For all you experienced barter geeks reading this, there is absolutely nothing new about the concept of an alternative currency. By that I mean a currency that is not government sponsored and appeals to a specific sub-set of the total global market; a currency that has plenty of value, however is not as liquid as traditional green-backs. Bitcoins are an electronic alternative currency. One of it’s developer’s main goals was for it to be totally decentralized so (in theory) no single organization or government controls it. This currency is still little known other than in the geekiest of the Internet culture, however it is starting to catch on and there are a number of (mostly online) stores that accept bitcoins as payment. What makes bitcoins different from barter exchange currency is that there is no organization to join to use the currency, no commisions to pay when transactions are made and (Wow) it’s easy to convert to cash for a minimal fee. What makes bitcoins a lot like barter currencies is that there are a number of folks that have bitcoins and are looking to buy products/services exclusively using that currency.
So what are you supposed to do with this information? Honestly I don’t know yet. I think I’m going to see if I can sell a couple items for BitCoins (BTC) and see how easy it is to spend bitcoins or convert them into dollars. Much like barter currency, if you can’t figure out a good way to spend it, there really isn’t any value. Be forewarned: This concept doesn’t come without risk. Unfortunately an untraceable currency has a lot of value to an undesirable segment of society so there is a criminal element. There also can be volatility in the value of BTC because it is not tied to the value of any traditional currency. In the last week there was a hacking incident where some BTCs were stolen which caused confidence in the currency to drop. BTC value dropped dramatically. Everybody involved in the currency now is holding their breath and hoping that the value will rebound over time. Of course, that could mean that it’s a great time to get into the game.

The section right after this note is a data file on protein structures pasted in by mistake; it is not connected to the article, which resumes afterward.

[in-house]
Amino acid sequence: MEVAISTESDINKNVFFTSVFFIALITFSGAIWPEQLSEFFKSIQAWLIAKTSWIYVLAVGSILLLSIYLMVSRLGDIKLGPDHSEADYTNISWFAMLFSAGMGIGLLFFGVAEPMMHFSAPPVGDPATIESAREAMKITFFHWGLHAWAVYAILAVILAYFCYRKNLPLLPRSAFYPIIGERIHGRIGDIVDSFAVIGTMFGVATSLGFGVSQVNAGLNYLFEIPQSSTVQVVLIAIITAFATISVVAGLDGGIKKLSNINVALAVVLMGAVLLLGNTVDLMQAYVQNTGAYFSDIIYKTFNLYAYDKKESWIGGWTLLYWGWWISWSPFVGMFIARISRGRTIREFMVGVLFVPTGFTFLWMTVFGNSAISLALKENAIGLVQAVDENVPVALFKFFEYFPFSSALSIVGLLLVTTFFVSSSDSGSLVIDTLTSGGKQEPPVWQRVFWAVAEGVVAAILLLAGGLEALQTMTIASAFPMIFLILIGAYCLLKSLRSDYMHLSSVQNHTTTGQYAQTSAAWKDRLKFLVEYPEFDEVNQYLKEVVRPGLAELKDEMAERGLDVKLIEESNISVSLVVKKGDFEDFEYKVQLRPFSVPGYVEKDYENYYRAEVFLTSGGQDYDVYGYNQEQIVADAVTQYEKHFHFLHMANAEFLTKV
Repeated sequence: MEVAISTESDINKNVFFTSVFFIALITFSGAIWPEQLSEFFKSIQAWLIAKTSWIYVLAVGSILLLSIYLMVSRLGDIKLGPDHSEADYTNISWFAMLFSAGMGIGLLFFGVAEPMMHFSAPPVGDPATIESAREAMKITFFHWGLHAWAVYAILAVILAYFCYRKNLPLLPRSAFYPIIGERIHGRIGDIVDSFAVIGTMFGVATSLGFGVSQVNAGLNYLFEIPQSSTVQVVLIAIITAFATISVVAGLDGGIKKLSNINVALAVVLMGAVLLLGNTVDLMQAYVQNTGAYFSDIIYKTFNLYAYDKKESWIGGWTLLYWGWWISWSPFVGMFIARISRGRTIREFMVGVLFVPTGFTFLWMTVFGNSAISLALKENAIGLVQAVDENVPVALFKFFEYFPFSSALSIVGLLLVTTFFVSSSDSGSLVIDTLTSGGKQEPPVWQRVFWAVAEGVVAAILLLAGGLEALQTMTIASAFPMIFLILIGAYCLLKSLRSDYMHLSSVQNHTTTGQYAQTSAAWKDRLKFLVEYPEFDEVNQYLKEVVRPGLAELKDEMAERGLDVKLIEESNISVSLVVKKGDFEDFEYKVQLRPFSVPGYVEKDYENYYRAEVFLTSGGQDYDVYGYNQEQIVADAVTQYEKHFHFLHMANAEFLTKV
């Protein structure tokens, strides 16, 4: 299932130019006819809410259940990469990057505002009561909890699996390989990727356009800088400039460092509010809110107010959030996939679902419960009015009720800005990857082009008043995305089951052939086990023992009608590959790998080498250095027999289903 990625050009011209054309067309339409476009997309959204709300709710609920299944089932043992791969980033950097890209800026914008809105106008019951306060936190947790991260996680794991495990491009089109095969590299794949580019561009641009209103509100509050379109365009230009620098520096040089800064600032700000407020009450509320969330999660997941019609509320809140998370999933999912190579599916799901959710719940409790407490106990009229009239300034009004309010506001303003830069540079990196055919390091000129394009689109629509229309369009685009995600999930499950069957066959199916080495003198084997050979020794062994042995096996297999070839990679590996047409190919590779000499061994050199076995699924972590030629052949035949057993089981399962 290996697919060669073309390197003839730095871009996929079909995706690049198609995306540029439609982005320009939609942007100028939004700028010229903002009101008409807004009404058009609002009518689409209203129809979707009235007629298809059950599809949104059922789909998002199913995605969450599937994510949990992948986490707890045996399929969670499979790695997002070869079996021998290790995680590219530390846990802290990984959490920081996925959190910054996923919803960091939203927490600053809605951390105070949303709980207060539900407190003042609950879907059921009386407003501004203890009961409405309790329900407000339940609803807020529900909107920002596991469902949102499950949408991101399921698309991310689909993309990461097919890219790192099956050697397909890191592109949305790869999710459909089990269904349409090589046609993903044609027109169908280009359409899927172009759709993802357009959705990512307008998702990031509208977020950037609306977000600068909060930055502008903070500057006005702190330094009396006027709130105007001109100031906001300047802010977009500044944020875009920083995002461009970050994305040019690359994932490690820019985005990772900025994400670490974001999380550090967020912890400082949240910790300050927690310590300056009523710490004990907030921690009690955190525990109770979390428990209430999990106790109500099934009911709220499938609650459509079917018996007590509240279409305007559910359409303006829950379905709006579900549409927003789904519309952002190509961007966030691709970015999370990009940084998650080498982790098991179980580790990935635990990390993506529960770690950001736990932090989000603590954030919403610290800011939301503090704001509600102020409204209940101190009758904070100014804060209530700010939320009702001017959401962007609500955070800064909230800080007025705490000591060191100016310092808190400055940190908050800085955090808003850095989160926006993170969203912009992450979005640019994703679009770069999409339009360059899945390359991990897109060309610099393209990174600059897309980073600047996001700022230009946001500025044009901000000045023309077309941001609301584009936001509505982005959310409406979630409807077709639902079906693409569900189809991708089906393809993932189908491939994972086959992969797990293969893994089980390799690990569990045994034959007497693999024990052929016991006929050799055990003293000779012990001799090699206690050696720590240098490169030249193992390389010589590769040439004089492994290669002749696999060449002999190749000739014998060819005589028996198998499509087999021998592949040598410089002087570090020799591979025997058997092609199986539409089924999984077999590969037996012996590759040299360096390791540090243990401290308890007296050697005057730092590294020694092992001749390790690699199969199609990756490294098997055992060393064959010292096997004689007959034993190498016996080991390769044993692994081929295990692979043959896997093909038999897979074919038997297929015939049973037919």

simple explaination of bitcoin: http://www.weusecoins.com
official bitcoin website: http://www.bitcoin.org
technical article in The Economist about bitcon: http://www.economist.com/blogs/babbage/2011/06/virtual-currency
Since the very beginning of my fascination with barter, it’s always been something I do “in stealth mode.” It’s not something that I mention on my main business website. It’s not something I mention to my “regular” business associates. It’s not something I put on my business cards. It’s as if I have a secret second life. Of course it’s a horribly kept secret within my own office and in my personal life because I can’t stop blabbering about it.
Of course the cause for this duplicity is that I want to preserve my cash clients and only use barter to bring in new clients that I can only get on barter. I’ve always assumed that most other businesses that operate on a cash and barter basis do the same. The only lapse of my separation between “church and state” has been when I sweeten a cash deal by offering to do a portion of a cash project on barter to win a new cash client. I’ve even had a few barter partners request that I never discuss barter in front of their other clients because they don’t especially want the beans spilled either.
So….here I am happily running my life as a double agent when, while reading a new book on barter I slammed into a brand new concept: Outing yourself as a barter geek. The book (that I’ll review on the blog soon) recommended printing right on your business cards that you are open to barter. I was aghast. In shock. And then…intrigued. Maybe it would work. We all know all of the reasons why we keep barter secret from cash clients, but on the flip side; think of all the deals you could make if you were open about the fact that you barter. Thinking about it was like the clouds were parting on a rainy day and sun was pouring down on me. I could have so much fun bartering out in the open! And here was the thought that makes me think it just might work without killing your cash business: Most people are terrible at barter and only vaguely even understand what it is. As such, most people prefer to pay for products/services in cash. Honestly when I’m recruiting new barter partners I always have to sell them on the concept. So…what if I was open about barter? Would I really lose my cash clients? Maybe not!!!!!
So far I’m too much of a chicken to actually try this concept out, but I would be most interested in your input on the topic. Please post back comments using our new Facebook-comment feature. If you don’t have a Facebook account, please just email me through our contact page.